Steven Levitt and Two Poles of Research

Steven Levitt and his team of researchers made an appearance at the recent North American Bridge Championships in Chicago.  He was conducting research that was vaguely described to some of my participating friends as the transferrability of knowledge from one card game to another.  The experiment was quite interesting, and I look forward to his analysis.  His next stop was to test players at the World Series of Poker.

His appearance reminded me that while I have highlighted his excellent book, Freakonomics, I have yet to comment on it.  It is a very important work for those of my generation who learned and taught research methods.  My guess is that only one in four of those trained in public policy research stayed in the academic world.  Here is why.

The academic world prizes careful scholarship, building brick-by-brick on past work, extensive peer review, and use of the most sophisticated methods.  The result is that it was difficult for the Vietnam-era scholars to achieve their "change the world" goals.  Most policy makers did not share our interest in cost-benefit analysis and most academics did not prize practical policy work.

Wall Street research is a polar opposite.  Those with the most visible jobs crank out some sort of analysis almost weekly.  There is no peer review.  There is an unwritten code about criticizing anyone else’s work and no time to get the opinion of peers before floating the latest research product.  (Readers of ‘A Dash’ know that we are free from this constraint.)

The result is that Street research is of comparatively poor quality.  Even the most expensive services make many mistakes.  Sometimes the researcher looks at a small number of cases without any historic context.  Other times the researcher uses the power of the modern computer and the presence of large databases to look at every case — regardless of the relevance, the existence of any hypotheses, or a prior idea about a causal model.

Analysts on specific stocks have a different task.  They used to serve investment banking goals and hype the companies that did business with their firm.  Now they are required to find a balance of "sell" and "hold" recommendations, even while the number of firms covered has shrunk dramatically.  This is why we find analysts making macro calls and offering opinions on the economy instead of covering their stocks.

Steven Levitt’s work strikes an inspiring balance between these poles.  Many of us are delighted in the academic and popular acclaim he has received.  In our own work we aspire to provide the same practical insights — using the right data, in the right time periods, in the right way.  We want to be like Steve.  I suspect that many of us would have stayed in the academic world if we could have found both his approach and the acceptance twenty-five or thirty years ago.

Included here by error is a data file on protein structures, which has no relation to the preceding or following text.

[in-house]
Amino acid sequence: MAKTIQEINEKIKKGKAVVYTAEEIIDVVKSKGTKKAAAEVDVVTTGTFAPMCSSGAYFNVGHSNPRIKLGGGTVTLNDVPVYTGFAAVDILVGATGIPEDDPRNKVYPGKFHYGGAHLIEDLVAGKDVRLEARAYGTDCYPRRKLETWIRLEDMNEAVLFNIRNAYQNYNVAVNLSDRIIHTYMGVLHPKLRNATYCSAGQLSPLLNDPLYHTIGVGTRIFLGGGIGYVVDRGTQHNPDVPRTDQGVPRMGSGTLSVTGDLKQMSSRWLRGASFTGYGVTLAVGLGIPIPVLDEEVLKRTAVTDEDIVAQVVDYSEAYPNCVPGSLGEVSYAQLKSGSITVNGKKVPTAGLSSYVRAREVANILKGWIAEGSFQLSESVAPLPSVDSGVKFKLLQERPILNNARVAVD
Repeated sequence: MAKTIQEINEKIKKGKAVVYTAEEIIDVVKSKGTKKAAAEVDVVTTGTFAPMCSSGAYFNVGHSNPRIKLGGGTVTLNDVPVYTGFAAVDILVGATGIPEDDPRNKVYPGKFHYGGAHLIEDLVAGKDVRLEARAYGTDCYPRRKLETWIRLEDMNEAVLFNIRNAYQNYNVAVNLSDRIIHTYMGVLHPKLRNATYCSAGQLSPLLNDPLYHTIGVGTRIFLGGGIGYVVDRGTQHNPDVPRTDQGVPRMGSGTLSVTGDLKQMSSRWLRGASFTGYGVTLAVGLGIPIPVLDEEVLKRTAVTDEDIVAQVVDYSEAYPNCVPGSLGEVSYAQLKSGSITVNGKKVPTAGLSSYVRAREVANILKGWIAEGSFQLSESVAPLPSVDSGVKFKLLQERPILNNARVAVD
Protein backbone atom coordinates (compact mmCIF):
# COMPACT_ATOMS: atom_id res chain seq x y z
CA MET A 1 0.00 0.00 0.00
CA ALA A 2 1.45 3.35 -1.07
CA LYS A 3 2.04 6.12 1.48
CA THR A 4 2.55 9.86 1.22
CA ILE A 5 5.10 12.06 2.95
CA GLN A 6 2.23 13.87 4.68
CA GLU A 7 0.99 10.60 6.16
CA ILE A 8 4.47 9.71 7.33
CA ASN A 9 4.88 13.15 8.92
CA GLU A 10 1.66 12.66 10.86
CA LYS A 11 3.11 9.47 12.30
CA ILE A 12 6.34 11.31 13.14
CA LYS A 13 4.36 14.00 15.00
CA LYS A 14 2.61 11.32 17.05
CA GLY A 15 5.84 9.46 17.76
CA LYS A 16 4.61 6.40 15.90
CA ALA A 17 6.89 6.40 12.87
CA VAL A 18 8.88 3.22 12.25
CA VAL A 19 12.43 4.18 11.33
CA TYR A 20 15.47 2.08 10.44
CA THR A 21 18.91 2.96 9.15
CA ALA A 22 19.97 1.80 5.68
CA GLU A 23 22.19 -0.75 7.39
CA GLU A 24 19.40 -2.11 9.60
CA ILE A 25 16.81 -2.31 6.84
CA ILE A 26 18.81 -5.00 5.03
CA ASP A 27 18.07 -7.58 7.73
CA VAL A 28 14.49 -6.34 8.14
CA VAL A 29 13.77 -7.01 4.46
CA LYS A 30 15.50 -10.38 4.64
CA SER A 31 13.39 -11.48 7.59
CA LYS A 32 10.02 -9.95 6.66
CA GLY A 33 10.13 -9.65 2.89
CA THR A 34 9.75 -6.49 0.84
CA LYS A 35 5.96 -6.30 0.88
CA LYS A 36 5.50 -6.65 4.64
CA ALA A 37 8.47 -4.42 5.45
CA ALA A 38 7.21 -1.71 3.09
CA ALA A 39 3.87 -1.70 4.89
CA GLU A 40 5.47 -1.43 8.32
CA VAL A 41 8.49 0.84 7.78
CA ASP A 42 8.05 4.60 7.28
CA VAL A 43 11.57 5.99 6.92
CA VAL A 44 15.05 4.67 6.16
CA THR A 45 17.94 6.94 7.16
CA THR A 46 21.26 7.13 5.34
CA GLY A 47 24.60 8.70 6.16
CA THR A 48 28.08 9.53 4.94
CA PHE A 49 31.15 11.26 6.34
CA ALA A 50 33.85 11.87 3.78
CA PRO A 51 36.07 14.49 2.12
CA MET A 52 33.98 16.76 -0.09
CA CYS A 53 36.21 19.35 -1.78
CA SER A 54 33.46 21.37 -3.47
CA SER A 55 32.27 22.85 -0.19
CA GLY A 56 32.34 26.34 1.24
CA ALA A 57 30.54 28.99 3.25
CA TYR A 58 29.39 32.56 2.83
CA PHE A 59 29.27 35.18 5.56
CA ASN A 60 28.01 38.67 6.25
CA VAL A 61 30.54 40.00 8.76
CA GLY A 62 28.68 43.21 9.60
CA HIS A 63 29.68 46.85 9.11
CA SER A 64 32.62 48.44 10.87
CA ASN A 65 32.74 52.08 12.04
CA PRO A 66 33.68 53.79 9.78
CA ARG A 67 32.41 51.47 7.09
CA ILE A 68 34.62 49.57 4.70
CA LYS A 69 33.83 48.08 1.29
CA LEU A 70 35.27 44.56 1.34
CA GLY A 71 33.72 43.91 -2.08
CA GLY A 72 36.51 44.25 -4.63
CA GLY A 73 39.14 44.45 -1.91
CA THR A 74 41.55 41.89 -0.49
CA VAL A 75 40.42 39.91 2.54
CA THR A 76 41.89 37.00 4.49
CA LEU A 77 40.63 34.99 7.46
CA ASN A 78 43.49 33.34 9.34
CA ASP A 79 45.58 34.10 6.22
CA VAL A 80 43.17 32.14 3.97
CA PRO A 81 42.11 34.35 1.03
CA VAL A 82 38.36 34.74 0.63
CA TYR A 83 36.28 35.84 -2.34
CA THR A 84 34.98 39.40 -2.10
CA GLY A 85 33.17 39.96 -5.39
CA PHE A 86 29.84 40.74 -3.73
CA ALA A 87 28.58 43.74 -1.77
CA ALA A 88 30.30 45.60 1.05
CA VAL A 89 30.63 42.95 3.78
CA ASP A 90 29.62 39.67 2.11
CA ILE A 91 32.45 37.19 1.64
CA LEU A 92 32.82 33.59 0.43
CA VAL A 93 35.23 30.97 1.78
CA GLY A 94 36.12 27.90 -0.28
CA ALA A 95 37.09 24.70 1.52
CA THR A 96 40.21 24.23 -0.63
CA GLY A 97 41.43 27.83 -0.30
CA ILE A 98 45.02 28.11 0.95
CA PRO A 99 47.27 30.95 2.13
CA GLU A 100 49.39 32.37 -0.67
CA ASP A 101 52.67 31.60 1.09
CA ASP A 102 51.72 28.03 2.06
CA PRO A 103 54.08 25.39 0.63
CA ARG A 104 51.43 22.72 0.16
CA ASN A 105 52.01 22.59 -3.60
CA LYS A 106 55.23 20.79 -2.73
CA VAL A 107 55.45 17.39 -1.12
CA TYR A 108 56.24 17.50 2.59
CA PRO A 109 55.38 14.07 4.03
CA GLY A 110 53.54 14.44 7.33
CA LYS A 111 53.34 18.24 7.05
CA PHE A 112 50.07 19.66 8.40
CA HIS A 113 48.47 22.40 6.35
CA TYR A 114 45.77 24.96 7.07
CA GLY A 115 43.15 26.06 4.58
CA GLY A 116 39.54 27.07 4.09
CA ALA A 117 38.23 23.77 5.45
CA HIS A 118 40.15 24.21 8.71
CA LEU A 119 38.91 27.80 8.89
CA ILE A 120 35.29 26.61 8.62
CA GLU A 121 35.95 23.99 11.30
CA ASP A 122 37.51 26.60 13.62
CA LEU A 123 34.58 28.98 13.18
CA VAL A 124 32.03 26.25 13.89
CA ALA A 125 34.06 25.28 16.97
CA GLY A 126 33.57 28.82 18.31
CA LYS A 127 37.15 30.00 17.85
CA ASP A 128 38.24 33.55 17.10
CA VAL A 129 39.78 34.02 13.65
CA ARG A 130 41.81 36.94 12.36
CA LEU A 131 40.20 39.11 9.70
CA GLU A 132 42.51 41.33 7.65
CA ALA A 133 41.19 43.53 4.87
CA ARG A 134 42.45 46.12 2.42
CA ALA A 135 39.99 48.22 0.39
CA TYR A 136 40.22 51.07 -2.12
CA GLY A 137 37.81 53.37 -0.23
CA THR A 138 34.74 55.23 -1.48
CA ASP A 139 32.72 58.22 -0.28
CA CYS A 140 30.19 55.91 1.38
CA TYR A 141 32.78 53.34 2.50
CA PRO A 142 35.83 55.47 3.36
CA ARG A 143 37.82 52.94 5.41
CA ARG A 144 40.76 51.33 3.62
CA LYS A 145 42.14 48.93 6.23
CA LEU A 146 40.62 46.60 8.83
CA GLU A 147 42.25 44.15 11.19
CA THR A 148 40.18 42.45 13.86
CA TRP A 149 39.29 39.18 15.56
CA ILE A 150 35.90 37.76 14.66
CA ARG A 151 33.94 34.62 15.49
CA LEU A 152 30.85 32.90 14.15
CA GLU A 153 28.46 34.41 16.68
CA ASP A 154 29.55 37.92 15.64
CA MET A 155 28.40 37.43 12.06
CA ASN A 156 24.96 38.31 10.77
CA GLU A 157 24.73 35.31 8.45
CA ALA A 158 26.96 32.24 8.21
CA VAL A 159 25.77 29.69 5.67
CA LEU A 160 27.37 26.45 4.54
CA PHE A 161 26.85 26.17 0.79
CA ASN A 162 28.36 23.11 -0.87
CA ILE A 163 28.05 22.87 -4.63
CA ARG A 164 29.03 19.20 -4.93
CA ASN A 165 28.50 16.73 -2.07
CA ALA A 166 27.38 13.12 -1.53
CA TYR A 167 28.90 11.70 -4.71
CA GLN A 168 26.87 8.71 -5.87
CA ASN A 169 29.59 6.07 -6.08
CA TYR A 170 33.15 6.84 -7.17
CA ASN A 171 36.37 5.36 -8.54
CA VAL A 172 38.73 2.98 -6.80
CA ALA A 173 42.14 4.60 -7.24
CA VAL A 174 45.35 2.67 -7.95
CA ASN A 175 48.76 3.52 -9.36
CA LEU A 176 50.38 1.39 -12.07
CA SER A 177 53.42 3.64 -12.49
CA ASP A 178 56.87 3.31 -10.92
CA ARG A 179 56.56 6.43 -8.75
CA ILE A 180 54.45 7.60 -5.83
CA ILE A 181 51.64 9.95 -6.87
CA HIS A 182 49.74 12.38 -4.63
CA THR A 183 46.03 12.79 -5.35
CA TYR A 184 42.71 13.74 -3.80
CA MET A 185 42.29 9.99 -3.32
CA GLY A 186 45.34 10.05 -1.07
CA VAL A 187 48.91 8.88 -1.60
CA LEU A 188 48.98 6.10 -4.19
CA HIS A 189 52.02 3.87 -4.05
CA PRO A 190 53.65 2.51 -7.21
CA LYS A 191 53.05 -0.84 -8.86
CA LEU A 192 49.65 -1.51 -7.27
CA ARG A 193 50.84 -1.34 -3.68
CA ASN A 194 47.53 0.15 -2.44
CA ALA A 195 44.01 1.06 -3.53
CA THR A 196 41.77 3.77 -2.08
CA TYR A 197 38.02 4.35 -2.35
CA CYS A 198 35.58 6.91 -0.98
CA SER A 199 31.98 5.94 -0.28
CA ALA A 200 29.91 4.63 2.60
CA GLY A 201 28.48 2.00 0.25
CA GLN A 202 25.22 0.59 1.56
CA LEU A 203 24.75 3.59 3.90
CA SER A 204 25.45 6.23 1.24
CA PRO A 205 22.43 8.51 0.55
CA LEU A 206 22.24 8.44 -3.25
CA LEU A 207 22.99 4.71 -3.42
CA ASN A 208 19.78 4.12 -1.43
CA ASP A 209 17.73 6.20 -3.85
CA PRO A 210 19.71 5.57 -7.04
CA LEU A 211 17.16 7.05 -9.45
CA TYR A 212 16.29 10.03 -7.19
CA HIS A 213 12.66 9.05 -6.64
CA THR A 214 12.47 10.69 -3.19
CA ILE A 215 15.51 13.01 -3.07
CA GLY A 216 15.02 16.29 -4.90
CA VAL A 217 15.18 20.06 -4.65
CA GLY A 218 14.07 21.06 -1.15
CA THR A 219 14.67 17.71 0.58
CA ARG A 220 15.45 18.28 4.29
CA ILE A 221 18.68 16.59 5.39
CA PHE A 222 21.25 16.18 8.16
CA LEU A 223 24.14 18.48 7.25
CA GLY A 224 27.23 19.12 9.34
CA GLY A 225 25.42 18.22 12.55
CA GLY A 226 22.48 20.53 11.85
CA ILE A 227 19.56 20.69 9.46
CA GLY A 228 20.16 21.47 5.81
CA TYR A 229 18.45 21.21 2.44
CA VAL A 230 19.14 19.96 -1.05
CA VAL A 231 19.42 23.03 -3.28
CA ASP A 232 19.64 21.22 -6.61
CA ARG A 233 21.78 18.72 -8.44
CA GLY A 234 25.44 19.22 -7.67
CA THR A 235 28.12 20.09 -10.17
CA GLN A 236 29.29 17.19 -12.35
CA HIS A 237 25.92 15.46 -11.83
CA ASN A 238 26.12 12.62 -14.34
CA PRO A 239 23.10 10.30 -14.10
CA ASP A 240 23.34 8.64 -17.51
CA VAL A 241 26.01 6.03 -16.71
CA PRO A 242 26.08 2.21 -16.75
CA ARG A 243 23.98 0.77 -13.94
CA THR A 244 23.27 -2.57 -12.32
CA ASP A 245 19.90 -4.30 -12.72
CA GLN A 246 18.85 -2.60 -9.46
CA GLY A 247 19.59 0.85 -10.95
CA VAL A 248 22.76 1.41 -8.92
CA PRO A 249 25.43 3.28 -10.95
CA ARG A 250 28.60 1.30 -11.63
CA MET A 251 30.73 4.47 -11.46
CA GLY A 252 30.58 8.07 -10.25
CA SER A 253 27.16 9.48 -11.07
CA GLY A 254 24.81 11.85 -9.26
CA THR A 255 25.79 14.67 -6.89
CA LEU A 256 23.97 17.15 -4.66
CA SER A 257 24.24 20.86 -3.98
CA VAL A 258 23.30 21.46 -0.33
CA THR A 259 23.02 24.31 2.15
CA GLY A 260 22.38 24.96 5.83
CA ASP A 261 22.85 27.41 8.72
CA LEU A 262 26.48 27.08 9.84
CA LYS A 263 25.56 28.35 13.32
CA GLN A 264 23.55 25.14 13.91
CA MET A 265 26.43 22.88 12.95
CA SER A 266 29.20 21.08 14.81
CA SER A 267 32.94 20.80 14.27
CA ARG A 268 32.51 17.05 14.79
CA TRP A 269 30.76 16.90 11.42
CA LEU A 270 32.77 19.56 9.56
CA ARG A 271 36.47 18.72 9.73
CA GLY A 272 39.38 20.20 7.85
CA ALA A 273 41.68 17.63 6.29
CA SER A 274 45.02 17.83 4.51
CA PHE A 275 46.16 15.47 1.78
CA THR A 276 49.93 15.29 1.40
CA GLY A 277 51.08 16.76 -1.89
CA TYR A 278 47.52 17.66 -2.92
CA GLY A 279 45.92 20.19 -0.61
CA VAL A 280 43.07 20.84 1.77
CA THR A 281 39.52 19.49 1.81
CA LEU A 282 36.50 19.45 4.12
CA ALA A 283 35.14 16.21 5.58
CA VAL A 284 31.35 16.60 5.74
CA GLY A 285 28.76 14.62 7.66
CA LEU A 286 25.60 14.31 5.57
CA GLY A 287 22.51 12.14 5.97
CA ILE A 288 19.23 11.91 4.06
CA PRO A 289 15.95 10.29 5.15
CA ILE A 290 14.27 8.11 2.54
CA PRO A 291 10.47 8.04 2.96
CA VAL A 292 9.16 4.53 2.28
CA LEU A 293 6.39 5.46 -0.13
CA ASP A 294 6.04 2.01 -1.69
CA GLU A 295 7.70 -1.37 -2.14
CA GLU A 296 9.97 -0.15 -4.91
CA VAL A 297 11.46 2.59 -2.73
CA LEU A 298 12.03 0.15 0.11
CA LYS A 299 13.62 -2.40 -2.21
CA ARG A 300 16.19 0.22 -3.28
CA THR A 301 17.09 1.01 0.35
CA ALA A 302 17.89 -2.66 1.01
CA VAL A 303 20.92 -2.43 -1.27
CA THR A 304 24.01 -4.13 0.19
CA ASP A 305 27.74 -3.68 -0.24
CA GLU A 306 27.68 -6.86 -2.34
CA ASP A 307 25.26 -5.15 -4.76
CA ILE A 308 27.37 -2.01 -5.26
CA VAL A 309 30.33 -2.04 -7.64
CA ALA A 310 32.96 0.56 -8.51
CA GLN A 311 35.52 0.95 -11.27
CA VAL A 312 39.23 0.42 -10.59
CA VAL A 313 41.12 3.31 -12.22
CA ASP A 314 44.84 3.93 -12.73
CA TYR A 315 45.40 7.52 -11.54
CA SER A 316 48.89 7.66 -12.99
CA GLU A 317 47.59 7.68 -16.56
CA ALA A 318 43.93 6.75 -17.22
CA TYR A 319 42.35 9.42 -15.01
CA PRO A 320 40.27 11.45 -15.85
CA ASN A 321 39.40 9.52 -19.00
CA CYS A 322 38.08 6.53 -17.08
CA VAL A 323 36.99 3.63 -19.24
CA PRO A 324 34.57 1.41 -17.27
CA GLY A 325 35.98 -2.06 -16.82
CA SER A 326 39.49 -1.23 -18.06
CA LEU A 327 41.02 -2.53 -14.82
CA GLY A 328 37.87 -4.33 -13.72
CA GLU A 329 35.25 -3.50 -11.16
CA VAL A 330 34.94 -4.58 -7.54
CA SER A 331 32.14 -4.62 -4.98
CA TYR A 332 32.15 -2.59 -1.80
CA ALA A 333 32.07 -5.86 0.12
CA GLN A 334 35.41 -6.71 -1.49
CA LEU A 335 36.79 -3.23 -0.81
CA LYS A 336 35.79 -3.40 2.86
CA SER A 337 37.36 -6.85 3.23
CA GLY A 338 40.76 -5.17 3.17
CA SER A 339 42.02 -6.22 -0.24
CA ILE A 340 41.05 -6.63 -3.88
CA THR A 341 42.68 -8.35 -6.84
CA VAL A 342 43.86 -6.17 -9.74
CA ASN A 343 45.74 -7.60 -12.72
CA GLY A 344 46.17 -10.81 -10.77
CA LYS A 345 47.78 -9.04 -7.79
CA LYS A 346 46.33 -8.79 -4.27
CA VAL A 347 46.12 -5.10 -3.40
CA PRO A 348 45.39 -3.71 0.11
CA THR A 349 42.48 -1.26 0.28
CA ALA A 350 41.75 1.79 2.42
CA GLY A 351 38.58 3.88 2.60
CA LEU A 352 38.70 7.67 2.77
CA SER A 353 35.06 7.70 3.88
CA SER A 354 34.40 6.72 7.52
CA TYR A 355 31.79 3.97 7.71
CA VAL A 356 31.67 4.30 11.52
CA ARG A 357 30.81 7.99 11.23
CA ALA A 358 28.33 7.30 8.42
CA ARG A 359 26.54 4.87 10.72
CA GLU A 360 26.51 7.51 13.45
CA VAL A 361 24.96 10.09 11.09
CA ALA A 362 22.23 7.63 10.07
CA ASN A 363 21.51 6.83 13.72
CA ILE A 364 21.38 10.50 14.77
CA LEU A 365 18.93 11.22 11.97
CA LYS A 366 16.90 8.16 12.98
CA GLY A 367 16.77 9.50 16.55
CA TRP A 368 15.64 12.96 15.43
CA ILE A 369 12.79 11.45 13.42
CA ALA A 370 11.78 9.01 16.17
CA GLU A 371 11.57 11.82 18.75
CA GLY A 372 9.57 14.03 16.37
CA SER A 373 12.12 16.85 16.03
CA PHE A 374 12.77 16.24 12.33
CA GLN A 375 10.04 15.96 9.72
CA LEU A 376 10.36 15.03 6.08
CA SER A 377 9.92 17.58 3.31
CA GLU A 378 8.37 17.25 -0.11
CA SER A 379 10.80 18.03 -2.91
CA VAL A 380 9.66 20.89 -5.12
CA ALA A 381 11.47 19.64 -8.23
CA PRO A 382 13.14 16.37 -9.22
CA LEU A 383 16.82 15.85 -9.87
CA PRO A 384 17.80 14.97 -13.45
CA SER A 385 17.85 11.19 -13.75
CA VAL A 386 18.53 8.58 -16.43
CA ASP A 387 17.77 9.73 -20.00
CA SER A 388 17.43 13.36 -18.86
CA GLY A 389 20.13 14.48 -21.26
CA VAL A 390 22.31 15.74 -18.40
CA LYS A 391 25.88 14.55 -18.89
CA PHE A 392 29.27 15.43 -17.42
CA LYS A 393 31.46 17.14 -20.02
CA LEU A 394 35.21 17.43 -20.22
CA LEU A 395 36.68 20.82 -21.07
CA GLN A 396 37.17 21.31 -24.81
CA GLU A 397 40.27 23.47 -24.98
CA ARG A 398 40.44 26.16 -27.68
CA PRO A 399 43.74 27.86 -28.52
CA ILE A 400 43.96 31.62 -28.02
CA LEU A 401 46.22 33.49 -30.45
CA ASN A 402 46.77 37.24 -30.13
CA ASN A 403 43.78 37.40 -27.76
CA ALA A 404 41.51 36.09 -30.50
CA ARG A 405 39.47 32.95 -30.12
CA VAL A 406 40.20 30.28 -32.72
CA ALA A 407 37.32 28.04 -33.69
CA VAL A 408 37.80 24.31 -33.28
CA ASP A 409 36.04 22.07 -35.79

While we were not all as good as Steve is, some were.  The world did not seem ready.  For now, my generation of researchers is still trying to improve the quality of understanding in many fields.  Many are working in health policy.

At "A Dash" this work means trying to point out who is doing good research.  Our mission is to spot the data miners, back-fitters,  and the anecdotal story-spinners.

It is difficult to do, since consumers of investment research do not know what to look for.  Most are narrowly focused on what worked in the last year or so.  I have watched those doing great work lose their jobs when their models "did not work" for a a year or two.  Many "global strategists" are constantly scrambling to do "walk-forward testing"  thinking that this will keep them current.  The time horizon is dictated by the individual investor and hot money funds, despite our knowledge that this is a losing method.

Think about it.  The period from late 1998 to early 2000 was an extremely strange time, influenced by Y2K fears and an unprecedented surge in employment and the economy, well documented by David Malpass.  From 2000 to 2002 there was an equally strange plunge from these conditions with a rather shallow recession.  In 2003 there was a delayed economic reaction by businesses (more on this in a future post) because of the expectation of war.

If you were building a model, would you use that time period for your data?  It makes no sense, but that is what most big firm strategists did.  Those who chose more wisely are now with different firms, often with their own name as the corporate identity.  The economics of the Street has  punished good research and elevated back-fitting.

That (and maybe some election-year spinning in 2004) has brought us to a 30-month period where we have had repeated calls for economic collapse in the face of unprecedented economic and corporate success.

Future posts will continue to catalog the many prevalent research techniques that lack predictive power.  Steve Levitt got a prize from statisticians for the correct use of data.  I wonder what they would make of the body of Wall Street research.

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